History is broken in Starfinder. No matter where you go, from the myriad mortal worlds floating in space to the strange realms of the gods, you’ll find the same thing: historical records go back a few centuries and then suddenly go blank or contradictory, shifting randomly between readings and becoming reliable again only when referring to the dim and misty ages of the ancient past. What’s more, this hole torn in history isn’t restricted to blurred photographs and garbled almanacs. Modern history begins with accounts of worlds across the multiverse erupting in riots and panic as those living through this transition found their memories suddenly blank or unreliable. While these people retained all the knowledge, skills, and interpersonal connections from their lives, specific memories became difficult or impossible to retrieve—a woman might have instinctively known a million tiny details about her spouse but have had no concept of how they met or how long they’d been married. Nations forgot why they were at war. Angels lost track of sinners’ indiscretions. Everything in motion remained in motion, but without context or reason.
Some cultures collapsed in fire and famine, but most societies, faced with no other choice, simply gritted their teeth and carried on, either attempting to piece together their traditions from the unreliable shreds of the past, or else using their amnesia as a chance to reinvent themselves, unshackled from whatever they might have been before. Those races that reproduced faster had the advantage, as children born into a world without recent history accepted the fresh start as natural—new historical records and memories held firm, and that was all that mattered. Gradually, order reestablished itself.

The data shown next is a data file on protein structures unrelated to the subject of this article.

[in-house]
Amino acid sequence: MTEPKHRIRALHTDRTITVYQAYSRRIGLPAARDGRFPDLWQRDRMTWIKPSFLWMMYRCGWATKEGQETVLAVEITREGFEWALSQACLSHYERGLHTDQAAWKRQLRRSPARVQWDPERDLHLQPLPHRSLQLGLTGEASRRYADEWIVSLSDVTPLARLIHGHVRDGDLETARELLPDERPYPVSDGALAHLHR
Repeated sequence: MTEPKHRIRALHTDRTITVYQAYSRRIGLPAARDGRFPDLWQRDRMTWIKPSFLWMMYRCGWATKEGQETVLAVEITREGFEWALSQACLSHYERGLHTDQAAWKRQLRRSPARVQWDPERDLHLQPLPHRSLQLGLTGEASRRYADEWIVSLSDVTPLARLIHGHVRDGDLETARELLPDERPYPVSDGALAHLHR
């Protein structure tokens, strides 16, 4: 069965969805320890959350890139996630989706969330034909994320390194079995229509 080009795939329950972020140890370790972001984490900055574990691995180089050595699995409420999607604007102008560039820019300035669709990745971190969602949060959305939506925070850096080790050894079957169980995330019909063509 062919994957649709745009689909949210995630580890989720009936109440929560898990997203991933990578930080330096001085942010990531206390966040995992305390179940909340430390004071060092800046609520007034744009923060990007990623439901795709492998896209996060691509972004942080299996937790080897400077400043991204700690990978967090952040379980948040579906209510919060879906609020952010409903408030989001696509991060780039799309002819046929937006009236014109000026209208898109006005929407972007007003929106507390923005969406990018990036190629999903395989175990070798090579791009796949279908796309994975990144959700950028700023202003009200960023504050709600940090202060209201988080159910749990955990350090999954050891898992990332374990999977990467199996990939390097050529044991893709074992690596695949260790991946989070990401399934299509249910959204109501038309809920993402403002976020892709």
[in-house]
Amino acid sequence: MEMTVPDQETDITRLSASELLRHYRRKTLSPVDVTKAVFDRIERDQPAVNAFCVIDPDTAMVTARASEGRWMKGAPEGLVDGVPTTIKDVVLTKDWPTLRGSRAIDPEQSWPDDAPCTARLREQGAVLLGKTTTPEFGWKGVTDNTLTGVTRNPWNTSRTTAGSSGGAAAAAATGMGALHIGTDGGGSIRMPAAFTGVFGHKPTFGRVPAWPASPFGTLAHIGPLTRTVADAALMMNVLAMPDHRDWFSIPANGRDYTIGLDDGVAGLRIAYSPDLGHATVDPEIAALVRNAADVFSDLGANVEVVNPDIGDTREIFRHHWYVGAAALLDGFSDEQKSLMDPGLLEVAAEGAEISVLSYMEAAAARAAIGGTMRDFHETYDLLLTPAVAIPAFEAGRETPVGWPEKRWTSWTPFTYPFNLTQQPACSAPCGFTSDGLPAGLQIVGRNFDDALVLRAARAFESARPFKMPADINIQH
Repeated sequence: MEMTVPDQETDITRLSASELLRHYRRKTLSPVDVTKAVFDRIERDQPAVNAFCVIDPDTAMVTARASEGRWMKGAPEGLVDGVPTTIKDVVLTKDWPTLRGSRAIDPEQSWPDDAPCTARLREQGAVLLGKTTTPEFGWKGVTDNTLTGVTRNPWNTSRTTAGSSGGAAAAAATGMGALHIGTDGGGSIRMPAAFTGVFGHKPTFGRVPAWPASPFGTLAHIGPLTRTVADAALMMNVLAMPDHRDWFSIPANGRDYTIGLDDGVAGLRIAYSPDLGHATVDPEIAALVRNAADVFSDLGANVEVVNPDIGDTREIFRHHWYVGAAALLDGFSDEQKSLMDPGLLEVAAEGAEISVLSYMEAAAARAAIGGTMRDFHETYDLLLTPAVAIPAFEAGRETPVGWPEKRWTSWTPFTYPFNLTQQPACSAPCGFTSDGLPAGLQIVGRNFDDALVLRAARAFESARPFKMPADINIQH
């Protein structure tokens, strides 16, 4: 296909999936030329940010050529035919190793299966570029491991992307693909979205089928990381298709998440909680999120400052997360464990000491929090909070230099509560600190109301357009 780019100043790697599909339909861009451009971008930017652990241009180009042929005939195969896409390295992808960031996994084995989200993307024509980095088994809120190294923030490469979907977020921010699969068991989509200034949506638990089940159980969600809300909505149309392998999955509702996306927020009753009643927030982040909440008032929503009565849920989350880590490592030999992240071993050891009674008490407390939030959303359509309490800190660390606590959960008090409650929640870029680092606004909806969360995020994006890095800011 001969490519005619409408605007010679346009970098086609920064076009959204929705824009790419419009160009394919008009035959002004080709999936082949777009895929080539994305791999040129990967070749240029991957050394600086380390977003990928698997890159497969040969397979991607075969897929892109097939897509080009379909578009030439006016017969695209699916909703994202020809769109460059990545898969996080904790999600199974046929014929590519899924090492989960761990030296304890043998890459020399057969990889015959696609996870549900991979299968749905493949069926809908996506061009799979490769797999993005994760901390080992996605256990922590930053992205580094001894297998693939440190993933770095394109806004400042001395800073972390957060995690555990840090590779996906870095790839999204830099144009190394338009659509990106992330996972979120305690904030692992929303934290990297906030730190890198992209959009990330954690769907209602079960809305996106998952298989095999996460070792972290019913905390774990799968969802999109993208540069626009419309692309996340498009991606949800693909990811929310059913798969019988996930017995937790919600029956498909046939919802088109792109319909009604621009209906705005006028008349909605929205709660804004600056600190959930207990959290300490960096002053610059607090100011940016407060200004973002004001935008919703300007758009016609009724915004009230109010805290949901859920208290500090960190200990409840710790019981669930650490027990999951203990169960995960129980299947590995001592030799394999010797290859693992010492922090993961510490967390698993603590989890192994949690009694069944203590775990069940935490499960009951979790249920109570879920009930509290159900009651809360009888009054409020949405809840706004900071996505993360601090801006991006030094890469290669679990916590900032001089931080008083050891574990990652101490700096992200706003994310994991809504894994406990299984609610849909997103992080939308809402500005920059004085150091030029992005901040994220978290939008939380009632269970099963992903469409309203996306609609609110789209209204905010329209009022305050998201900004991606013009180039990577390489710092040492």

Today, roughly 3 centuries after the obscured period now referred to as the Gap, most societies view the historical cataclysm with little interest, save for the cryptoarchaeologists, salvagers, and scientists who attempt to unearth and reverse engineer wondrous artifacts from the lost age. For everyone else, the focus is on creating new history, moving ever onward and upward.
No one has ever been able to say for certain what caused the Gap, as even the gods themselves remain steadfastly silent (or ignorant) regarding the matter. Nevertheless, theories abound, the most popular being that the Gap was a quantum ripple effect caused by the discovery and use of Drift technology, a hole torn in history and traveling backward in time, possibly entangling our timeline with those of alternate universes. Others argue that the Gap was caused by whatever magic whisked away the planet Golarion, a magical resonance that stretched forward and backward, its tremors gaining strength until they eventually shattered the fundamental structure of time.
What is known, however, is that while the Gap is universal— and a combination of carbon dating and astrochronology suggest it lasted several millennia—its edges are geotemporally inconsistent. Where one star system might have accurate records stretching back 300 years from the present, worlds in different parts of the galaxy might have 310 years of history, or only 275. Some scholars have even uncovered rare “caches” within the Gap—places where accounts seem suddenly consistent for a given period or topic. For an organization like the Starfinders, locating these scattered bread crumbs and syncing them up with ancient pre-Gap records may yet hold the key to unraveling the greatest mystery of the universe.